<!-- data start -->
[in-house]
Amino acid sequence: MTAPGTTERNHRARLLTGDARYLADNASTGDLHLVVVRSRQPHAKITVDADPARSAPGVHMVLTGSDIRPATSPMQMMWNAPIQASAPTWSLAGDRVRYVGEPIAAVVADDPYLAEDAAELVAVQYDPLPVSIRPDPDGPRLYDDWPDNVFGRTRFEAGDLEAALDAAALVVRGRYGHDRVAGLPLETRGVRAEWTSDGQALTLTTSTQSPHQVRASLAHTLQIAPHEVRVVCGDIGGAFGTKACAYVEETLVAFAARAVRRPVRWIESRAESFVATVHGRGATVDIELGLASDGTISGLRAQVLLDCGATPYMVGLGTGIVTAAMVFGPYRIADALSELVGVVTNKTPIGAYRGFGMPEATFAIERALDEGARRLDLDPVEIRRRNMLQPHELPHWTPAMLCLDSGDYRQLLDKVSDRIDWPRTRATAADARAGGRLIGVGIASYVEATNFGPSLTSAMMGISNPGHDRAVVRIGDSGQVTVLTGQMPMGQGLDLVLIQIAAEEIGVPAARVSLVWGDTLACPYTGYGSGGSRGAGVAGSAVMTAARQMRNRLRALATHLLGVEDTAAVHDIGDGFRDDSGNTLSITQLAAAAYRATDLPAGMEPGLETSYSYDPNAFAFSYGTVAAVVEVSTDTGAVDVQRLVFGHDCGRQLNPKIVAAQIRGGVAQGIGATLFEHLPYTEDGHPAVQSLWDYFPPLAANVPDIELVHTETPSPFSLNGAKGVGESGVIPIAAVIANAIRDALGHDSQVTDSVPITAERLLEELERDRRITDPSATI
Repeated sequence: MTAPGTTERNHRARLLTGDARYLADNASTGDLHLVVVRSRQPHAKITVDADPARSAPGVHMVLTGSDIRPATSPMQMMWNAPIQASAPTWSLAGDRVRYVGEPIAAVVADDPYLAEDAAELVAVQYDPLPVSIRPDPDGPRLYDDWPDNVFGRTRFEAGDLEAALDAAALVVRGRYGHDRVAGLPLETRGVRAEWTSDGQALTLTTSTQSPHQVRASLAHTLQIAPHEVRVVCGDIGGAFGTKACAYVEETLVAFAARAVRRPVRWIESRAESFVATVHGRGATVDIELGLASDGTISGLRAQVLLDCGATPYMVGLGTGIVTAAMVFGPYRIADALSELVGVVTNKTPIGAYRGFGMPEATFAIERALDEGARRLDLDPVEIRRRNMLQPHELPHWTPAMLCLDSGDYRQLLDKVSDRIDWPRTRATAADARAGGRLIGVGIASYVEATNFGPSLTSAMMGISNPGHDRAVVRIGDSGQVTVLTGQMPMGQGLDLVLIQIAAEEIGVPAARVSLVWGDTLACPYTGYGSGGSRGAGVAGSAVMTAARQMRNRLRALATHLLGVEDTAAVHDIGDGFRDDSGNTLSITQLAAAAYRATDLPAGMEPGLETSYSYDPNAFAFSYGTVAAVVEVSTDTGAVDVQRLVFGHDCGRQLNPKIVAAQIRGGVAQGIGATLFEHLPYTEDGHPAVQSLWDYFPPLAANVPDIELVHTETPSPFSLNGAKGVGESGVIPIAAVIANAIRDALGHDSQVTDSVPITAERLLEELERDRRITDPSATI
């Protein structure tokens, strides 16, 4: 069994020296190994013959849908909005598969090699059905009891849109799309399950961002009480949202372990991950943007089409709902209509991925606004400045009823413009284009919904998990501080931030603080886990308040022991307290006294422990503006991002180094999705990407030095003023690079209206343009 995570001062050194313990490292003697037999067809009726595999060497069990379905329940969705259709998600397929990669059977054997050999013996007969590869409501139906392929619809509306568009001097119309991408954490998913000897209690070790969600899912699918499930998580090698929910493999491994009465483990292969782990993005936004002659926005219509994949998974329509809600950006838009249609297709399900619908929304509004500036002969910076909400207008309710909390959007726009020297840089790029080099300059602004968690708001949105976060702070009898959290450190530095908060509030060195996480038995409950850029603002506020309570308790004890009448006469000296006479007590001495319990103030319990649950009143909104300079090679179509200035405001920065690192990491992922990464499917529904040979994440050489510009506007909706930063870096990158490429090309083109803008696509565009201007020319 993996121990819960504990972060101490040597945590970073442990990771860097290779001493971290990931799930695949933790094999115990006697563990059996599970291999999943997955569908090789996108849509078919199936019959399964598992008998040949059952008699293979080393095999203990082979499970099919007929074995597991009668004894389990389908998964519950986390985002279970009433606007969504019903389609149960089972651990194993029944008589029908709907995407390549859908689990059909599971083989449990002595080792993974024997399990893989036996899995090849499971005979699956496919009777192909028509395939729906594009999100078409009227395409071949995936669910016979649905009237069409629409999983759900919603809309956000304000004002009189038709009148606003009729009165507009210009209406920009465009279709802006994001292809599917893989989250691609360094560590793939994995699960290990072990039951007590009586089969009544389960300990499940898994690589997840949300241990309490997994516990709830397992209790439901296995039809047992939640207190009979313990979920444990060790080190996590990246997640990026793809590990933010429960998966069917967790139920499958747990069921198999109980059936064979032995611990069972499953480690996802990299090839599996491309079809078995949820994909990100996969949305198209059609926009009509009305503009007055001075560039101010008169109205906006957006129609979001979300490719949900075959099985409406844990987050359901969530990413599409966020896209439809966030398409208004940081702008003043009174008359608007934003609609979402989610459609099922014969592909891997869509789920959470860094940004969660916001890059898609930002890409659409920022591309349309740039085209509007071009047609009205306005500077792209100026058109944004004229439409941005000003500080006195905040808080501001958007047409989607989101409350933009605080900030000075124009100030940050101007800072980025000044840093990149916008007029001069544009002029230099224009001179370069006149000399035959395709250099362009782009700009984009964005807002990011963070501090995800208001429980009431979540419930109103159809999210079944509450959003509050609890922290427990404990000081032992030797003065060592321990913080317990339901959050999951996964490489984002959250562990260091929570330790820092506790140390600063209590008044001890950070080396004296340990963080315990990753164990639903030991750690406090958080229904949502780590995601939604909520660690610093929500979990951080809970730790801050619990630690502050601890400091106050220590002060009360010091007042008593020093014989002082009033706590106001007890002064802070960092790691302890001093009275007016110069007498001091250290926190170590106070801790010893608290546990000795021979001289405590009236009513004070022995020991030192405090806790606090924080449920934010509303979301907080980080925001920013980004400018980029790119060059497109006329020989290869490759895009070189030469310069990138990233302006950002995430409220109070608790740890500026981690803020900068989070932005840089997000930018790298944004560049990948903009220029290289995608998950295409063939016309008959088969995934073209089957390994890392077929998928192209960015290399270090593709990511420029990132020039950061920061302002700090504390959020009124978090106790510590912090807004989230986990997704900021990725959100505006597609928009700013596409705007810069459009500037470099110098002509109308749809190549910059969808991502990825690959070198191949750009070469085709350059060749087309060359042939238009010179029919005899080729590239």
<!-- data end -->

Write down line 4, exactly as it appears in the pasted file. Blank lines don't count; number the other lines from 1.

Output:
């Protein structure tokens, strides 16, 4: 069994020296190994013959849908909005598969090699059905009891849109799309399950961002009480949202372990991950943007089409709902209509991925606004400045009823413009284009919904998990501080931030603080886990308040022991307290006294422990503006991002180094999705990407030095003023690079209206343009 995570001062050194313990490292003697037999067809009726595999060497069990379905329940969705259709998600397929990669059977054997050999013996007969590869409501139906392929619809509306568009001097119309991408954490998913000897209690070790969600899912699918499930998580090698929910493999491994009465483990292969782990993005936004002659926005219509994949998974329509809600950006838009249609297709399900619908929304509004500036002969910076909400207008309710909390959007726009020297840089790029080099300059602004968690708001949105976060702070009898959290450190530095908060509030060195996480038995409950850029603002506020309570308790004890009448006469000296006479007590001495319990103030319990649950009143909104300079090679179509200035405001920065690192990491992922990464499917529904040979994440050489510009506007909706930063870096990158490429090309083109803008696509565009201007020319 993996121990819960504990972060101490040597945590970073442990990771860097290779001493971290990931799930695949933790094999115990006697563990059996599970291999999943997955569908090789996108849509078919199936019959399964598992008998040949059952008699293979080393095999203990082979499970099919007929074995597991009668004894389990389908998964519950986390985002279970009433606007969504019903389609149960089972651990194993029944008589029908709907995407390549859908689990059909599971083989449990002595080792993974024997399990893989036996899995090849499971005979699956496919009777192909028509395939729906594009999100078409009227395409071949995936669910016979649905009237069409629409999983759900919603809309956000304000004002009189038709009148606003009729009165507009210009209406920009465009279709802006994001292809599917893989989250691609360094560590793939994995699960290990072990039951007590009586089969009544389960300990499940898994690589997840949300241990309490997994516990709830397992209790439901296995039809047992939640207190009979313990979920444990060790080190996590990246997640990026793809590990933010429960998966069917967790139920499958747990069921198999109980059936064979032995611990069972499953480690996802990299090839599996491309079809078995949820994909990100996969949305198209059609926009009509009305503009007055001075560039101010008169109205906006957006129609979001979300490719949900075959099985409406844990987050359901969530990413599409966020896209439809966030398409208004940081702008003043009174008359608007934003609609979402989610459609099922014969592909891997869509789920959470860094940004969660916001890059898609930002890409659409920022591309349309740039085209509007071009047609009205306005500077792209100026058109944004004229439409941005000003500080006195905040808080501001958007047409989607989101409350933009605080900030000075124009100030940050101007800072980025000044840093990149916008007029001069544009002029230099224009001179370069006149000399035959395709250099362009782009700009984009964005807002990011963070501090995800208001429980009431979540419930109103159809999210079944509450959003509050609890922290427990404990000081032992030797003065060592321990913080317990339901959050999951996964490489984002959250562990260091929570330790820092506790140390600063209590008044001890950070080396004296340990963080315990990753164990639903030991750690406090958080229904949502780590995601939604909520660690610093929500979990951080809970730790801050619990630690502050601890400091106050220590002060009360010091007042008593020093014989002082009033706590106001007890002064802070960092790691302890001093009275007016110069007498001091250290926190170590106070801790010893608290546990000795021979001289405590009236009513004070022995020991030192405090806790606090924080449920934010509303979301907080980080925001920013980004400018980029790119060059497109006329020989290869490759895009070189030469310069990138990233302006950002995430409220109070608790740890500026981690803020900068989070932005840089997000930018790298944004560049990948903009220029290289995608998950295409063939016309008959088969995934073209089957390994890392077929998928192209960015290399270090593709990511420029990132020039950061920061302002700090504390959020009124978090106790510590912090807004989230986990997704900021990725959100505006597609928009700013596409705007810069459009500037470099110098002509109308749809190549910059969808991502990825690959070198191949750009070469085709350059060749087309060359042939238009010179029919005899080729590239």